When we started the car, tons of sand blew in through the air conditioning, so we had to cleanup the inside of the car as well.  We are still finding sand in nooks and crannies. Note to self:  next time we’re in this area, if the forecast is for winds, leave!

Late that afternoon we finally headed out to Joshua Tree National Park.  We drove around on the park road, but didn’t hike that day, since we had Angel with us and dogs are not allowed on National Park trails.  But it was the day before the full moon,  so we also stopped to watch the moon rise by one of their campgrounds where dogs are allowed. Stay tuned for our post on the park.

The next morning, on the day of the full moon, as I woke up and before I opened my eyes, I realized that I had a splitting headache.  Which is very unusual for me.  But I thought maybe it was from drinking cheap wine the night before.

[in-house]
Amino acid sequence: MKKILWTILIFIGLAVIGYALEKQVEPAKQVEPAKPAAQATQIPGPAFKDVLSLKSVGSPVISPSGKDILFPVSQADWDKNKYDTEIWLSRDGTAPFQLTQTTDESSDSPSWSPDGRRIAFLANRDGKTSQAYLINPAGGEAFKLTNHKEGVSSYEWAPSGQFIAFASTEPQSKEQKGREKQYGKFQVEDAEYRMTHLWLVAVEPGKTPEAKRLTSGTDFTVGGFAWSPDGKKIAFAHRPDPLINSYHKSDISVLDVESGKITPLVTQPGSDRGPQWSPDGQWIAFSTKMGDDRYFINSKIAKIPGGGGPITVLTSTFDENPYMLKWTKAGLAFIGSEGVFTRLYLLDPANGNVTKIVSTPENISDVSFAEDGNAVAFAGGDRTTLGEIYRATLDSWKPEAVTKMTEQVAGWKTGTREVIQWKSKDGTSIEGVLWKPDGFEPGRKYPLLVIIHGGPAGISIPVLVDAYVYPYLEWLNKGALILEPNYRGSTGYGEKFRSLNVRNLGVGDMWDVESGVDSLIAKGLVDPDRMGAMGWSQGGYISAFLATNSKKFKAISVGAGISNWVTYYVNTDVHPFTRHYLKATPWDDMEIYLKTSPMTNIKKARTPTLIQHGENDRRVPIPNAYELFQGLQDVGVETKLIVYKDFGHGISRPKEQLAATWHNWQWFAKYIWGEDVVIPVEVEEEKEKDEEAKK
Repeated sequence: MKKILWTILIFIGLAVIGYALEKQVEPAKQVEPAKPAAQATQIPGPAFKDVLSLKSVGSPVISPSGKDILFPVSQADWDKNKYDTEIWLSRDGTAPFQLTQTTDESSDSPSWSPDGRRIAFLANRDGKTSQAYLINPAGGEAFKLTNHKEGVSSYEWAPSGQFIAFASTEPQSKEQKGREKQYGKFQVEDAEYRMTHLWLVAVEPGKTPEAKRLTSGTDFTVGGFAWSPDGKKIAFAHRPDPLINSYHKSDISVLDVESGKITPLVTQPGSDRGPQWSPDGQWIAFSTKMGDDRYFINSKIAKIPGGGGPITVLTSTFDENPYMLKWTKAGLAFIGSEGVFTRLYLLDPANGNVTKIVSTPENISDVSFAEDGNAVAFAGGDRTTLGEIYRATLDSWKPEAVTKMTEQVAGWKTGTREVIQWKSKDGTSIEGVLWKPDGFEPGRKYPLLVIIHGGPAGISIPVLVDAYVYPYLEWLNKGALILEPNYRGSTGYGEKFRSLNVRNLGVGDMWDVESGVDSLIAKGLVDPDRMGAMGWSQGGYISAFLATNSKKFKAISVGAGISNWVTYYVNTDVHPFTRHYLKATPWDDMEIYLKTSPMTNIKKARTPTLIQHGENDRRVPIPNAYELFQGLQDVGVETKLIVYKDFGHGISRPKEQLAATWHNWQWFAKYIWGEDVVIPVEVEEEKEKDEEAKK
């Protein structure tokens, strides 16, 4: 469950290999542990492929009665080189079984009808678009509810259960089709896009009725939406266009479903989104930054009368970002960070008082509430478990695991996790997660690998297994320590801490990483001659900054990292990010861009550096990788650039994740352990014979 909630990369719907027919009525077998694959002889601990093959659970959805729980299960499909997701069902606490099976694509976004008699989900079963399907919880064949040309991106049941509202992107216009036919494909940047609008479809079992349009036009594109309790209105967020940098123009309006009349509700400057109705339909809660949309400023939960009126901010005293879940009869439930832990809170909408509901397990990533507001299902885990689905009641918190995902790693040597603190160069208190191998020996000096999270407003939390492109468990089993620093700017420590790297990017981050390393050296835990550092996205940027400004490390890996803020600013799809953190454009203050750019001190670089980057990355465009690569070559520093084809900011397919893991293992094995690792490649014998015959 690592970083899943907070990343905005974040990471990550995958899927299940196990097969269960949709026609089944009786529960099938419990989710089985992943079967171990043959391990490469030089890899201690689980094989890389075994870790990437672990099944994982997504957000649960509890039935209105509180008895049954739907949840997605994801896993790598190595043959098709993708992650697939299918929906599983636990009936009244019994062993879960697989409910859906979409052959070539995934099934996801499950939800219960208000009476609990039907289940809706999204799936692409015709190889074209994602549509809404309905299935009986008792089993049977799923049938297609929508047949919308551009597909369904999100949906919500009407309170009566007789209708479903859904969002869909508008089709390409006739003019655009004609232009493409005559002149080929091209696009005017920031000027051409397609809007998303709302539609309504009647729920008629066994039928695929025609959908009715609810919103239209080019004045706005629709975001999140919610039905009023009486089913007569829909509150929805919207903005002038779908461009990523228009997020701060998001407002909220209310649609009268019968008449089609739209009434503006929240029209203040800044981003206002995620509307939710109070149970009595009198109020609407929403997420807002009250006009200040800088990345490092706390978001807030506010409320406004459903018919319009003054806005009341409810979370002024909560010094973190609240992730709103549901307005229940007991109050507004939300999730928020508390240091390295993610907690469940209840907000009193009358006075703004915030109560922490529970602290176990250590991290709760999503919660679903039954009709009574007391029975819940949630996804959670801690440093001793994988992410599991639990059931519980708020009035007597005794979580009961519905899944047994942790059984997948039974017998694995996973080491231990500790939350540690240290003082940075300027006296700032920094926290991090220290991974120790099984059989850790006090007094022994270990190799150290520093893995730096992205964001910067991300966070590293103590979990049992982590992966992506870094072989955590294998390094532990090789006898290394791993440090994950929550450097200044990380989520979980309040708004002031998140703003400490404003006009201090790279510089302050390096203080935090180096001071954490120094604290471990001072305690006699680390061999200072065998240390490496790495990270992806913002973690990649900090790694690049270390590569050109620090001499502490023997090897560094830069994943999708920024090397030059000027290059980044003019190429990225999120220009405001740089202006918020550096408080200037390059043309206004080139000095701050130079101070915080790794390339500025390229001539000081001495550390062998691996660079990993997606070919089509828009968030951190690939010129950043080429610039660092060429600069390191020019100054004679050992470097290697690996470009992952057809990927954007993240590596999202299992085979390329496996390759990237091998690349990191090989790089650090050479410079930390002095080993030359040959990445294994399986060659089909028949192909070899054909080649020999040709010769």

vertigoI opened my eyes, and the room was spinning, I just couldn’t get my bearings.  I tried focusing on different parts of the bedroom to no avail.  So I called out to Hector who was up, and he came over to the bedroom.  I told him I was dizzy and nauseous asked him to help me to the bathroom (fortunately not a very long way).

Hector searched the internet to find lots of possible causes for severe dizziness.  He said I should try sitting with my eyes closed and I wound up sitting on our tiny bathroom floor with my eyes closed for a while.   I asked him to help me to the couch (fortunately not a very long way), where I again sat with my eyes closed.  But I still couldn’t find my equilibrium.

emtAt this point, Hector, thinking I might be having a stroke or heart issue called 911.  And about a minute later I heard the siren, then a couple of minutes later it was outside.  I heard Hector, usually very calm under duress, sounding pretty freaked out when telling them what happened. And then there were three paramedics in our rig.